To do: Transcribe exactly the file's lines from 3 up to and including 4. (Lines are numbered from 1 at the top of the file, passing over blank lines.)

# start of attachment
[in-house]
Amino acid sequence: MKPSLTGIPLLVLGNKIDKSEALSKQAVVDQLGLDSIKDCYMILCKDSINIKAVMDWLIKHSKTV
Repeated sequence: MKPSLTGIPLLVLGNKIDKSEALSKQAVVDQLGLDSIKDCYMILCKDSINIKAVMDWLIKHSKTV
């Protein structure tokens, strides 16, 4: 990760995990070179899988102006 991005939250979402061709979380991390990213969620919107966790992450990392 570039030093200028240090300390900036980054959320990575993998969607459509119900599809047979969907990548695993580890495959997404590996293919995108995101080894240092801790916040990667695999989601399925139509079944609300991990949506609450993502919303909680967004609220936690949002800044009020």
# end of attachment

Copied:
Repeated sequence: MKPSLTGIPLLVLGNKIDKSEALSKQAVVDQLGLDSIKDCYMILCKDSINIKAVMDWLIKHSKTV
């Protein structure tokens, strides 16, 4: 990760995990070179899988102006 991005939250979402061709979380991390990213969620919107966790992450990392 570039030093200028240090300390900036980054959320990575993998969607459509119900599809047979969907990548695993580890495959997404590996293919995108995101080894240092801790916040990667695999989601399925139509079944609300991990949506609450993502919303909680967004609220936690949002800044009020």